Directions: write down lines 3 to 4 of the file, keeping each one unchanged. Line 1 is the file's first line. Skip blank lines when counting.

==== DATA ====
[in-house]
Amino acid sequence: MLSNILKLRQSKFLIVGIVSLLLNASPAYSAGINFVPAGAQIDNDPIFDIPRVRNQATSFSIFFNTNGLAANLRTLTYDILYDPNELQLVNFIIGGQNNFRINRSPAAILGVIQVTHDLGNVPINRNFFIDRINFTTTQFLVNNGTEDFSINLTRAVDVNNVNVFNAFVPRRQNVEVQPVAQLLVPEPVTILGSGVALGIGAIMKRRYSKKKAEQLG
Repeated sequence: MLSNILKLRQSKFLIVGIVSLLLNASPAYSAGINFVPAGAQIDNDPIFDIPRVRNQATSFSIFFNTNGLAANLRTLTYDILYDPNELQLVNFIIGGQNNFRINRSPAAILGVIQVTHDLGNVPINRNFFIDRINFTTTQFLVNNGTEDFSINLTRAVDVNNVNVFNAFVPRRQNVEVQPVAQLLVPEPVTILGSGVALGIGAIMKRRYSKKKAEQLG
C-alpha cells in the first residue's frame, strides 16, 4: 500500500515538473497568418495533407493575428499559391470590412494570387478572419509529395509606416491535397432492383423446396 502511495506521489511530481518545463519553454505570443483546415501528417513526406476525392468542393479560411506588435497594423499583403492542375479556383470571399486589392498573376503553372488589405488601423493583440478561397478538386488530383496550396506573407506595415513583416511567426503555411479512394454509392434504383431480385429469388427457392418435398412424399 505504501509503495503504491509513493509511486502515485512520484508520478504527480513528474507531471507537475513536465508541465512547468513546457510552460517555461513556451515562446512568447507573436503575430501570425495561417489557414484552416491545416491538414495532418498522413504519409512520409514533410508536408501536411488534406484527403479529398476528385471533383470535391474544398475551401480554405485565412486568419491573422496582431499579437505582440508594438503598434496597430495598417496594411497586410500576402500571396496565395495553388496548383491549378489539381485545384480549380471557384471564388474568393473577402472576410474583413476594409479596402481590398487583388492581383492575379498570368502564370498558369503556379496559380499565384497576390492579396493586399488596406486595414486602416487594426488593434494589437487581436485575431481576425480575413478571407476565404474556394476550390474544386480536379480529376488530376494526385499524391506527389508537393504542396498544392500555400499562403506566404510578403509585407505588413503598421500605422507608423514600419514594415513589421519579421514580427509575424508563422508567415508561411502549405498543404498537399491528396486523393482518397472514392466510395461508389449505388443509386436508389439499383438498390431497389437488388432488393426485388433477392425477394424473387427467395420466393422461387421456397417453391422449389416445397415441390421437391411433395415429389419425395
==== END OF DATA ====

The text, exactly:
Repeated sequence: MLSNILKLRQSKFLIVGIVSLLLNASPAYSAGINFVPAGAQIDNDPIFDIPRVRNQATSFSIFFNTNGLAANLRTLTYDILYDPNELQLVNFIIGGQNNFRINRSPAAILGVIQVTHDLGNVPINRNFFIDRINFTTTQFLVNNGTEDFSINLTRAVDVNNVNVFNAFVPRRQNVEVQPVAQLLVPEPVTILGSGVALGIGAIMKRRYSKKKAEQLG
C-alpha cells in the first residue's frame, strides 16, 4: 500500500515538473497568418495533407493575428499559391470590412494570387478572419509529395509606416491535397432492383423446396 502511495506521489511530481518545463519553454505570443483546415501528417513526406476525392468542393479560411506588435497594423499583403492542375479556383470571399486589392498573376503553372488589405488601423493583440478561397478538386488530383496550396506573407506595415513583416511567426503555411479512394454509392434504383431480385429469388427457392418435398412424399 505504501509503495503504491509513493509511486502515485512520484508520478504527480513528474507531471507537475513536465508541465512547468513546457510552460517555461513556451515562446512568447507573436503575430501570425495561417489557414484552416491545416491538414495532418498522413504519409512520409514533410508536408501536411488534406484527403479529398476528385471533383470535391474544398475551401480554405485565412486568419491573422496582431499579437505582440508594438503598434496597430495598417496594411497586410500576402500571396496565395495553388496548383491549378489539381485545384480549380471557384471564388474568393473577402472576410474583413476594409479596402481590398487583388492581383492575379498570368502564370498558369503556379496559380499565384497576390492579396493586399488596406486595414486602416487594426488593434494589437487581436485575431481576425480575413478571407476565404474556394476550390474544386480536379480529376488530376494526385499524391506527389508537393504542396498544392500555400499562403506566404510578403509585407505588413503598421500605422507608423514600419514594415513589421519579421514580427509575424508563422508567415508561411502549405498543404498537399491528396486523393482518397472514392466510395461508389449505388443509386436508389439499383438498390431497389437488388432488393426485388433477392425477394424473387427467395420466393422461387421456397417453391422449389416445397415441390421437391411433395415429389419425395